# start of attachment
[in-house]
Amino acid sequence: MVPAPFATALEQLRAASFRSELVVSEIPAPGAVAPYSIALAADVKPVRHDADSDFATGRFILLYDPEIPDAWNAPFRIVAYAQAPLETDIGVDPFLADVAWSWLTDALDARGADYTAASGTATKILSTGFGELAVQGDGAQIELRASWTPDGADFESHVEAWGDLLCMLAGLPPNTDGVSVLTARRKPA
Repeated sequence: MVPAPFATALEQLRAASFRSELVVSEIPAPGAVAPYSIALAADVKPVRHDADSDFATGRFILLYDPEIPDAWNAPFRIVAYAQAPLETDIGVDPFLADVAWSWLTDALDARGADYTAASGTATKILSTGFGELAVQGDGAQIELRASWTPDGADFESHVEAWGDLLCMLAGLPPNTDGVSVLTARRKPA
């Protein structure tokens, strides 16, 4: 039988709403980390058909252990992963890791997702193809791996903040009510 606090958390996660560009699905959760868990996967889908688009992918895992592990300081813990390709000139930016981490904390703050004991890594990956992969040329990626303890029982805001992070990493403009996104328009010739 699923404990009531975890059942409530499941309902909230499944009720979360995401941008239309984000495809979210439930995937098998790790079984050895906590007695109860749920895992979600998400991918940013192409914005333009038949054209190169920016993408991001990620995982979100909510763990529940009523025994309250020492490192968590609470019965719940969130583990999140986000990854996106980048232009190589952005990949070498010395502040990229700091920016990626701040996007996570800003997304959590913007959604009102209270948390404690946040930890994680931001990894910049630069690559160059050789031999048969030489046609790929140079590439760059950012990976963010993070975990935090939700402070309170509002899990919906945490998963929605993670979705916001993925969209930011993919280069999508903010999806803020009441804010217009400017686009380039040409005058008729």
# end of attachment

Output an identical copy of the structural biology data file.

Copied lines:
[in-house]
Amino acid sequence: MVPAPFATALEQLRAASFRSELVVSEIPAPGAVAPYSIALAADVKPVRHDADSDFATGRFILLYDPEIPDAWNAPFRIVAYAQAPLETDIGVDPFLADVAWSWLTDALDARGADYTAASGTATKILSTGFGELAVQGDGAQIELRASWTPDGADFESHVEAWGDLLCMLAGLPPNTDGVSVLTARRKPA
Repeated sequence: MVPAPFATALEQLRAASFRSELVVSEIPAPGAVAPYSIALAADVKPVRHDADSDFATGRFILLYDPEIPDAWNAPFRIVAYAQAPLETDIGVDPFLADVAWSWLTDALDARGADYTAASGTATKILSTGFGELAVQGDGAQIELRASWTPDGADFESHVEAWGDLLCMLAGLPPNTDGVSVLTARRKPA
């Protein structure tokens, strides 16, 4: 039988709403980390058909252990992963890791997702193809791996903040009510 606090958390996660560009699905959760868990996967889908688009992918895992592990300081813990390709000139930016981490904390703050004991890594990956992969040329990626303890029982805001992070990493403009996104328009010739 699923404990009531975890059942409530499941309902909230499944009720979360995401941008239309984000495809979210439930995937098998790790079984050895906590007695109860749920895992979600998400991918940013192409914005333009038949054209190169920016993408991001990620995982979100909510763990529940009523025994309250020492490192968590609470019965719940969130583990999140986000990854996106980048232009190589952005990949070498010395502040990229700091920016990626701040996007996570800003997304959590913007959604009102209270948390404690946040930890994680931001990894910049630069690559160059050789031999048969030489046609790929140079590439760059950012990976963010993070975990935090939700402070309170509002899990919906945490998963929605993670979705916001993925969209930011993919280069999508903010999806803020009441804010217009400017686009380039040409005058008729």